Water bottles and other campaign debris
July 19, 2012 1 Comment
Ever since 2008, conspicuous fainting episodes have occurred with bizarre regularity at President Obama’s campaign rallies. Some wider attention came earlier this week when Obama, who offers a consistent, canned response to these potentially serious collapses, inadvertently called for a “paralegal” instead of a paramedic. Michael Medved, who has documented this phenomenon since the beginning, has a good point regarding the displays: how does the Commander-in-Chief know it’s just a swoon and nothing more serious?
The fainting routine, with Mr. Obama’s predictable admonition to eat food, drink water, and remain calm, is quite possibly meant to bolster his image as a confident, competent leader. He can have own mini Bush-with-a-bullhorn moment, giving gentle nanny state prescriptions that earn laughter from the adoring crowd. But one Medved caller this week had an alternate take: with the president habitually 20-60 minutes late to appointments, and belting out stump speeches nearing an hour, it would be no surprise if the fainting fans were genuine and not crowd plants.
Why do mainstream journalists, the “dinosaur media” if you will, turn a blind eye to Obama and his fellow Democrat’s campaign gimmicks? Who knows what other minutia have gone undocumented while the media combs over Romney’s vacation photos, his financial arrangements, and his 1999-2002 status at Bain?
Of course it’s the substance and not the minutia that matters. Yet, it was with some pain that I learned of new–if trivial –criticisms from two Hollywood geek icons. Mark Hamill, the actor who played Luke Skywalker in Star Wars, recently knocked Mitt Romney as “not human.” His critique hinged on how awkwardly the governor responded to a sip of lemonade. Really? Hamill’s observation rivals Matt Damon’s fearful, perhaps bigoted babble from 2008 that managed to mention Sarah Palin, dinosaurs, and nuclear codes in the same breath.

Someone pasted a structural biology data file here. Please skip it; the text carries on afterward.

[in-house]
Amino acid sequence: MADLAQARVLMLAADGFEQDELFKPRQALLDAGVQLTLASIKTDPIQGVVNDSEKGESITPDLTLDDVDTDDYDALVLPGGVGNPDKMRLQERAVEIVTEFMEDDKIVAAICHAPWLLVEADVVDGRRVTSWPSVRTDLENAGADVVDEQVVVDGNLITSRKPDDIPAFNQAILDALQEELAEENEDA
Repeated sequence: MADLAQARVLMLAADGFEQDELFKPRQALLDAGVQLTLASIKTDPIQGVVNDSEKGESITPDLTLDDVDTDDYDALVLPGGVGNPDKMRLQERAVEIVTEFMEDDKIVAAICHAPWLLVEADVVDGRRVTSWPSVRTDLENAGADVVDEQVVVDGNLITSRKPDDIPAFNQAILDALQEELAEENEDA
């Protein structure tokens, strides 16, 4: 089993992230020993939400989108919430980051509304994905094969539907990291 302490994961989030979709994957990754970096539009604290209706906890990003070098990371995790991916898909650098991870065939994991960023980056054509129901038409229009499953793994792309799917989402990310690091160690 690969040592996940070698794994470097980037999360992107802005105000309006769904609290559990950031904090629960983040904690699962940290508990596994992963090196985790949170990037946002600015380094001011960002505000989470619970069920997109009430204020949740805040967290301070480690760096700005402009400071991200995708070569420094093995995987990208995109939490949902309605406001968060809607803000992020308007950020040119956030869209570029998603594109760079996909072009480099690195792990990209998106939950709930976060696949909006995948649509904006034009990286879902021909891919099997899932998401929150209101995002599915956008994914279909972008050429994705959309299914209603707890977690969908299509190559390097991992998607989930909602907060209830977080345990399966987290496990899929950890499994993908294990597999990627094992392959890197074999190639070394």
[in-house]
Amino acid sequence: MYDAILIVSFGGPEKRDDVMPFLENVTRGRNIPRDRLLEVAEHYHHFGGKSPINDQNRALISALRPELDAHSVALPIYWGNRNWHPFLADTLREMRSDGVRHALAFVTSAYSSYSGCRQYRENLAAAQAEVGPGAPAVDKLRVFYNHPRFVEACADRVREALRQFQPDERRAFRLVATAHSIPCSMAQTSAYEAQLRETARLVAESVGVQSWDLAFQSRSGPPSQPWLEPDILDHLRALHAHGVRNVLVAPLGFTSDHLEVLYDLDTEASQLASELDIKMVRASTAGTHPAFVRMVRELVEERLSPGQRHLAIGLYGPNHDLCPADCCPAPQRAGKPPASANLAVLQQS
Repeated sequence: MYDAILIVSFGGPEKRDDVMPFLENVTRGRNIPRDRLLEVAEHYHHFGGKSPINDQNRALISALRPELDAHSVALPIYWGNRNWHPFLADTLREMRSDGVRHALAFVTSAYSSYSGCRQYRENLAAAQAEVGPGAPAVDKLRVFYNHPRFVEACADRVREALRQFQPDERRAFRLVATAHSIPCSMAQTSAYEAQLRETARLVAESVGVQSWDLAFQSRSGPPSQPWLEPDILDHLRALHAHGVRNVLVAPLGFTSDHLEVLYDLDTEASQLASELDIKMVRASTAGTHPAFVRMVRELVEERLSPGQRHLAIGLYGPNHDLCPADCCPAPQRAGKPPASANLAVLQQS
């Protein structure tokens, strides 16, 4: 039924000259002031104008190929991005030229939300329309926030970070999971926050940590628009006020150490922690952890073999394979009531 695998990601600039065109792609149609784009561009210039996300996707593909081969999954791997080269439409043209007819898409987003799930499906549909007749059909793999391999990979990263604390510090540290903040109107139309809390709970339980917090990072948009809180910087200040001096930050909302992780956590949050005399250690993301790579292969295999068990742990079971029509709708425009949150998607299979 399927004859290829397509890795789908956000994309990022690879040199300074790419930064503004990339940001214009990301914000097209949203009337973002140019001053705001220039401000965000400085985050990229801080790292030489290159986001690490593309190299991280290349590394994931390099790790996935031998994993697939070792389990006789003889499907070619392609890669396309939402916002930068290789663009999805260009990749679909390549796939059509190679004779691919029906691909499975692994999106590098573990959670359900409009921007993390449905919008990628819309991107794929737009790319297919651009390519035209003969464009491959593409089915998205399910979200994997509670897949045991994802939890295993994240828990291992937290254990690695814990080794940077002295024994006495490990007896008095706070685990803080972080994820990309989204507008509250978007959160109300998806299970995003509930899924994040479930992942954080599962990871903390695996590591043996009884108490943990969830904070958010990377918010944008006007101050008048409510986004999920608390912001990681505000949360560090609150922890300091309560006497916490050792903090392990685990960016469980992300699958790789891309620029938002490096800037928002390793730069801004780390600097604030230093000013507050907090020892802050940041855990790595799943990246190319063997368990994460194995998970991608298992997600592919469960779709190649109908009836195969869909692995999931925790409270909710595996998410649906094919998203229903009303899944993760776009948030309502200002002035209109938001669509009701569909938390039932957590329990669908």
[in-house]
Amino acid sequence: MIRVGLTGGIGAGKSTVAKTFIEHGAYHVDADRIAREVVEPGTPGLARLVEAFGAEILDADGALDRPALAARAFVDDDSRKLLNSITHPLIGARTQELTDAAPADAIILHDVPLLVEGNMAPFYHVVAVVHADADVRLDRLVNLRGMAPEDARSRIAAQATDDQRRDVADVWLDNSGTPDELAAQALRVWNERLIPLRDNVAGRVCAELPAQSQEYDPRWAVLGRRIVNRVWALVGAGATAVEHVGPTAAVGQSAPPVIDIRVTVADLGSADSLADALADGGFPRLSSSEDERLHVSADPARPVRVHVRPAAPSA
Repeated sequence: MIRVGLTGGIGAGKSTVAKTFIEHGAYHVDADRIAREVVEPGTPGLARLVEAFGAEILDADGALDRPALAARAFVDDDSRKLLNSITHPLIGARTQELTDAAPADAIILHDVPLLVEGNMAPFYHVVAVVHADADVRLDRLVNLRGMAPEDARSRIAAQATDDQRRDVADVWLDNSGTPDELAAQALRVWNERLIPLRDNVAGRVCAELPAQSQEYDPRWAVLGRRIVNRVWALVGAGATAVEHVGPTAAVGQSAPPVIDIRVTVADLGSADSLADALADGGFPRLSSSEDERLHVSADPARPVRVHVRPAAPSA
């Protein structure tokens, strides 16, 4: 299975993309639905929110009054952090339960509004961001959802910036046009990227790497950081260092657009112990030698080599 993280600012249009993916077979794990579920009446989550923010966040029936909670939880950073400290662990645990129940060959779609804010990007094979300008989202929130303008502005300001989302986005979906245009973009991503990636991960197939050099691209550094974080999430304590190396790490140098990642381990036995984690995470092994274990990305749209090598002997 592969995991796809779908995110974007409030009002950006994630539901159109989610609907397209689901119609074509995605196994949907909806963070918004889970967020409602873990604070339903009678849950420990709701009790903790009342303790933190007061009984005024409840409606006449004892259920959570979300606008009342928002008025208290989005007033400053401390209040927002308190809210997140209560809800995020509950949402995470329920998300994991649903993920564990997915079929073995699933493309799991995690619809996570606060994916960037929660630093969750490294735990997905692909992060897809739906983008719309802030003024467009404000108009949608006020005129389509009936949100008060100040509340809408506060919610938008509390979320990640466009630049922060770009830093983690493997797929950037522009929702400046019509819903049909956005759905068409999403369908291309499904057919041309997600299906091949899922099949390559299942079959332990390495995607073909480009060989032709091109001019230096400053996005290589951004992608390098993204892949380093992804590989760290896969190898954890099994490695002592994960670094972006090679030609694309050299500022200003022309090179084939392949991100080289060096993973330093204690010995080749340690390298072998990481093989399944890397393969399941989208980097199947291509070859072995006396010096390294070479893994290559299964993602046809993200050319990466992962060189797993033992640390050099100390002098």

Giving good company to Hamill is Wil Wheaton, who played the star ship’s resident whiz kid on Star Trek: The Next Generation. He took the occasion of a recent George Bush interview to lament the loss of life and treasure the 43rd president instigated with a “war of choice.” It’s regrettable the actor doesn’t understand that jihadis have free will or that all wars are embarked upon as a deliberate exercise.
The men who once played space teens on film and television can now–fittingly enough–join Cher, who apparently left Earth so she could avoid breathing the same air as Mitt Romney. Celebrities’ reflexive gags make nice conservative water cooler talk, but they also indicate just how impervious some sections of the country are to reality.
Let’s return from our Hollywood excursus to Washington, where we get a different taste of the same liberal worldview. The media, after four days of burying its head in the sand, has reluctantly picked up on President Obama’s “You didn’t build that” gaffe. And while ABC moved quickly to paint it as out of context, The Wall Street Journal’s James Taranto insists the gaffe was a genuine betrayal of a deeply liberal inner attitude.
If you read the wider quote from Obama, Taranto has solid reasoning: “that” refers to the singular and proximate “business.” Obama would have said “those” if he were referring to the earlier bridges and roads. Yet, I would entertain the possibility of a simple slip up, since “you didn’t build that” has more of a rhetorical impact than “you didn’t build those.” It also reminds us of MC Hammer’s sweet refrain, “U can’t touch this.”
Is all this attention unfruitful nitpicking? Not inasmuch as it draws focus to the real and gaping philosophical chasm that separates Democrats from Republicans. Undeniably, economic policy is ultimately driven by a sense of who “owns” growth and success.
What does lack substance is the liberal canard that the rich need to “pay back” for all they’ve been given. Not that Republicans deny a need for some government in the first place! High income earners already pay much more than the rest of us under our already progressive tax regime. And all the while, we can’t deny the abounding opportunity that many of those earners’ businesses provide.
There is no need for top income earners to pay “us” back or forward, for that matter. But we could use comprehensive tax reform, a closing of loopholes and lowering of rates that Romney and a Republican Congress will deliver if elected. If only our electorate can navigate the field of campaign season debris first.